“We've seen no indication in recent years that they are interested in denuclearization,” said Mira Rapp-Hooper, a North Korea expert at Yale Law School who was an Asia adviser to Hillary Clinton's presidential campaign. “So it’s difficult to rationalize how we are still so fixated on it.”

Vipin Narang, a nuclear nonproliferation specialist at MIT, agreed.

“It's a fantasy that they're going to willingly give up their nuclear programs so long as Kim is in power. He saw the fate of Saddam and Gaddafi — why would he give up his nuclear weapons?” asked Narang, referring to the former leaders of Iraq and Libya, both of whom are now deposed and dead.

Trump's willingness to pull out of the international nuclear deal with Iran would only heighten North Korea's mistrust of a negotiated denuclearization agreement with the United States, he said.




For three generations, since the current leader's grandfather, Kim Il Sung, was in power, North Korea has pursued nuclear weapons as a way to deter the United States and ensure the regime's survival.

Pyongyang's perceived need for a powerful deterrent has only increased since Kim Jong Un took power six years ago this month. Young and inexperienced — he was 27 when he succeeded his father and had no military background — the third Kim has aggressively pursued nuclear weapons as a way to fend off outside threats and bolster his legitimacy inside North Korea.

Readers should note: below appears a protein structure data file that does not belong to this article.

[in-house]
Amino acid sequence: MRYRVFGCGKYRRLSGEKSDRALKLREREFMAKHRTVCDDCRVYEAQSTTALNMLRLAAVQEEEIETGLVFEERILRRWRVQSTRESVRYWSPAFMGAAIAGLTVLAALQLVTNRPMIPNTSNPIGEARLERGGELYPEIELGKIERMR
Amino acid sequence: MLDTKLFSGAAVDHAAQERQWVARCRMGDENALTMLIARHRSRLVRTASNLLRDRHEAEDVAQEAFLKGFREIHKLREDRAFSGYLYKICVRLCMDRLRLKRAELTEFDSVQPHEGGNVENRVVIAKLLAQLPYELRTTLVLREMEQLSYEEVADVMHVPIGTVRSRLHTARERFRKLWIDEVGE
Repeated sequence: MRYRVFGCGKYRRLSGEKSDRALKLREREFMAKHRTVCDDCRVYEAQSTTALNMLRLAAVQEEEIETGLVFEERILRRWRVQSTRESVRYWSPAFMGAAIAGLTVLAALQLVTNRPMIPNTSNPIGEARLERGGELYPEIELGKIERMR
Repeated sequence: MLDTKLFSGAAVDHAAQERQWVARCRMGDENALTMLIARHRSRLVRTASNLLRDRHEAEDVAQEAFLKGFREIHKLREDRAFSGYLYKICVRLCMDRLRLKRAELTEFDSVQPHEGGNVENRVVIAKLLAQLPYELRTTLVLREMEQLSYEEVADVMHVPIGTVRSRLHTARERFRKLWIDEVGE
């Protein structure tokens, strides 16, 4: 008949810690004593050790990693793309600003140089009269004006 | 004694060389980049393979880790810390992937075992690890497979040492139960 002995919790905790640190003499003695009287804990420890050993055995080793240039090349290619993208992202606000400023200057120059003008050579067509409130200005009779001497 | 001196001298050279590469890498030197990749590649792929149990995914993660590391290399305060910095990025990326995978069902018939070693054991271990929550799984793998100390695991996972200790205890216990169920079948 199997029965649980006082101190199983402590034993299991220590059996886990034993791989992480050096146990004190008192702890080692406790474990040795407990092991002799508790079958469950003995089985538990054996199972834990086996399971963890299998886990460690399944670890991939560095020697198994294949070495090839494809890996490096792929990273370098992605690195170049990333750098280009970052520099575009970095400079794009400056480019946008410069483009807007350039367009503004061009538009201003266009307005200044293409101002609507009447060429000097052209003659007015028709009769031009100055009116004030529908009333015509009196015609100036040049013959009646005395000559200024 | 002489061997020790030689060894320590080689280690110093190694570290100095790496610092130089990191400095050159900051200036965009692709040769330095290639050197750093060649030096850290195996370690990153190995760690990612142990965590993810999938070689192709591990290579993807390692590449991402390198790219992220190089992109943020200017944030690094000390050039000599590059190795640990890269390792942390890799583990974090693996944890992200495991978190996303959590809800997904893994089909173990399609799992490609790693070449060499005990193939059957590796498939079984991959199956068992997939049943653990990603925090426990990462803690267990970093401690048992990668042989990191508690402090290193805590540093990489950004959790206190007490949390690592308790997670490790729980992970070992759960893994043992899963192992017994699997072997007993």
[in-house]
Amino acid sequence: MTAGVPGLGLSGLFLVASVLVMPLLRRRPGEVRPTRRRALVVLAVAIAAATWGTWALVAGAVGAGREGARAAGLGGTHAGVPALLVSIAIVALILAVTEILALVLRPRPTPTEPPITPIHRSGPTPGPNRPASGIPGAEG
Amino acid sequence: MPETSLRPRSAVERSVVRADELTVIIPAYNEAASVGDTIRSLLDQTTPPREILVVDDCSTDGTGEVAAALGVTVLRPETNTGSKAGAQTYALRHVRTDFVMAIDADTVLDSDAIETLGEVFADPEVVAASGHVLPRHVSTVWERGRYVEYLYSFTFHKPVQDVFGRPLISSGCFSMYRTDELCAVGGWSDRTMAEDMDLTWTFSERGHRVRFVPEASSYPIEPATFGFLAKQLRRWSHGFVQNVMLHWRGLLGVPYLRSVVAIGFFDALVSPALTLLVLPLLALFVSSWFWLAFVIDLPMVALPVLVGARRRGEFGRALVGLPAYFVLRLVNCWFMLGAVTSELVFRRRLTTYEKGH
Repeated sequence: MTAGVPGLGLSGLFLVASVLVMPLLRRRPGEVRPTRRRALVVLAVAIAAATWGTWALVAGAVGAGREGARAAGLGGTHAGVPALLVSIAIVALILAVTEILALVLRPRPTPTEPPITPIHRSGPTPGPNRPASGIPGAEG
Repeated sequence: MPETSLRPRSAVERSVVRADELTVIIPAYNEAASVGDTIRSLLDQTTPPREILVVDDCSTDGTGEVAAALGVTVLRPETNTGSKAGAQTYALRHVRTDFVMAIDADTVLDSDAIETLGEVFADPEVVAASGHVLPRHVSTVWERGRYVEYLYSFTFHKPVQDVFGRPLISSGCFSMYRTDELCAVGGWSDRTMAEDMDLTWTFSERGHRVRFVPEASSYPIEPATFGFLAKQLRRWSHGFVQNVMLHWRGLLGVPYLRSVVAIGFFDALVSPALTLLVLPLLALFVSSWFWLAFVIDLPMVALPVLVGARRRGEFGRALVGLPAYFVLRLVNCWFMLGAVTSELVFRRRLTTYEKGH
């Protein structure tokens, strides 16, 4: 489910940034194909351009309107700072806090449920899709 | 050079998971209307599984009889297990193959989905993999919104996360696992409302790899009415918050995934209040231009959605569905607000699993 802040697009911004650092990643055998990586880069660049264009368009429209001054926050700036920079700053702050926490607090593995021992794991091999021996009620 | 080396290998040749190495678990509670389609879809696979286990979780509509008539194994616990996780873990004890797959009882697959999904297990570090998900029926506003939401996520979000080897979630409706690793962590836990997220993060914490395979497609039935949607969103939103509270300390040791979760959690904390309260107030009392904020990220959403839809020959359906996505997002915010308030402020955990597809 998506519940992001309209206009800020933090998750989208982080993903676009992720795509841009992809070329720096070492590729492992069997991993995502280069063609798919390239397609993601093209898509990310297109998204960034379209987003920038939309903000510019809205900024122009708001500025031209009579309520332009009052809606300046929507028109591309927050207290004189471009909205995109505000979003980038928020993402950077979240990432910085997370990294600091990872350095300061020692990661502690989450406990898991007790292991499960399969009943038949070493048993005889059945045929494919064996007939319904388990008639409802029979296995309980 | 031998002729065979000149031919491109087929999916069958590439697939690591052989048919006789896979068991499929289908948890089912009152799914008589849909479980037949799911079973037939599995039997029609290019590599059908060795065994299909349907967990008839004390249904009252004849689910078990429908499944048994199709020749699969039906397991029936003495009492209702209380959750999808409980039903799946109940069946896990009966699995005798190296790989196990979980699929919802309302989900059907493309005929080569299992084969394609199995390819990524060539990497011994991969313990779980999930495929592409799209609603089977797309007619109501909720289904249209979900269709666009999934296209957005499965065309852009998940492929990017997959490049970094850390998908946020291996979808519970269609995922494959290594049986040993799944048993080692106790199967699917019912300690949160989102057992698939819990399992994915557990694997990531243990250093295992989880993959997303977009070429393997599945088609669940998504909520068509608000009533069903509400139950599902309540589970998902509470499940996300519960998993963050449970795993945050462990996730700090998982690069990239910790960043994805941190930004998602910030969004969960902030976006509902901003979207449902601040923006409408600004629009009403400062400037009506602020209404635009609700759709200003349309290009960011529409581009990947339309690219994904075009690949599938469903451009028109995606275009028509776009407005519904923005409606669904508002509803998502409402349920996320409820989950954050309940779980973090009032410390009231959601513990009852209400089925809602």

“The only way you can convince them to denuclearize is to make nuclear armament costly enough to destabilize the regime,” said Chun Yung-woo, a former South Korean nuclear negotiator with the North. “To do that would require a total economic blockade to suffocate the regime.”

Since coming to power, Kim has ordered four nuclear tests, including the September detonation of what his regime claimed — and outside experts generally agree — was a hydrogen bomb. At the same time, he has presided over astonishing improvements in North Korea's ballistic missile program, culminating last month with the launch of a missile that puts all of the United States technically within his reach.